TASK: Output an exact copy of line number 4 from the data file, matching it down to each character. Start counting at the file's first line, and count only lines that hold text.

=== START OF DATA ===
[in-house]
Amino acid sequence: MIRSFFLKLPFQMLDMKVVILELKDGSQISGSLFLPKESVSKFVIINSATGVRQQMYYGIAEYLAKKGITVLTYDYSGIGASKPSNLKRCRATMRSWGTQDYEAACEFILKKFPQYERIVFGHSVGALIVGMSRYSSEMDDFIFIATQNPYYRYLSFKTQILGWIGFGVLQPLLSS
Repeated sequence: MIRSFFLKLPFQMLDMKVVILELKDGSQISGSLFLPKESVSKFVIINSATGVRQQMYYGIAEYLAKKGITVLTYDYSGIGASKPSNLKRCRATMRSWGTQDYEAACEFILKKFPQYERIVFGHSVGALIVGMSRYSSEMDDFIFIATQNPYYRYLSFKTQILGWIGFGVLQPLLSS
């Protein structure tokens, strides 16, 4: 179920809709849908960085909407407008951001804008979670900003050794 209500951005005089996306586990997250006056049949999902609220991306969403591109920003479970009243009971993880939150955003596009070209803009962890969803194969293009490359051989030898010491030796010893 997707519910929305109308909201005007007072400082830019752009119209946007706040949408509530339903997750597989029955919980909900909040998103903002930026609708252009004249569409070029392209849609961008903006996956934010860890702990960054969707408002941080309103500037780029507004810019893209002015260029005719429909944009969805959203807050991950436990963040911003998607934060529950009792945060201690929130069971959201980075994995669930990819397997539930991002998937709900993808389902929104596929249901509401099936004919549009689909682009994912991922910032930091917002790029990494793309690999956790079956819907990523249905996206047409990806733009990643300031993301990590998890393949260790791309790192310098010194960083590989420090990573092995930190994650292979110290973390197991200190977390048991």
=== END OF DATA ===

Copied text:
């Protein structure tokens, strides 16, 4: 179920809709849908960085909407407008951001804008979670900003050794 209500951005005089996306586990997250006056049949999902609220991306969403591109920003479970009243009971993880939150955003596009070209803009962890969803194969293009490359051989030898010491030796010893 997707519910929305109308909201005007007072400082830019752009119209946007706040949408509530339903997750597989029955919980909900909040998103903002930026609708252009004249569409070029392209849609961008903006996956934010860890702990960054969707408002941080309103500037780029507004810019893209002015260029005719429909944009969805959203807050991950436990963040911003998607934060529950009792945060201690929130069971959201980075994995669930990819397997539930991002998937709900993808389902929104596929249901509401099936004919549009689909682009994912991922910032930091917002790029990494793309690999956790079956819907990523249905996206047409990806733009990643300031993301990590998890393949260790791309790192310098010194960083590989420090990573092995930190994650292979110290973390197991200190977390048991």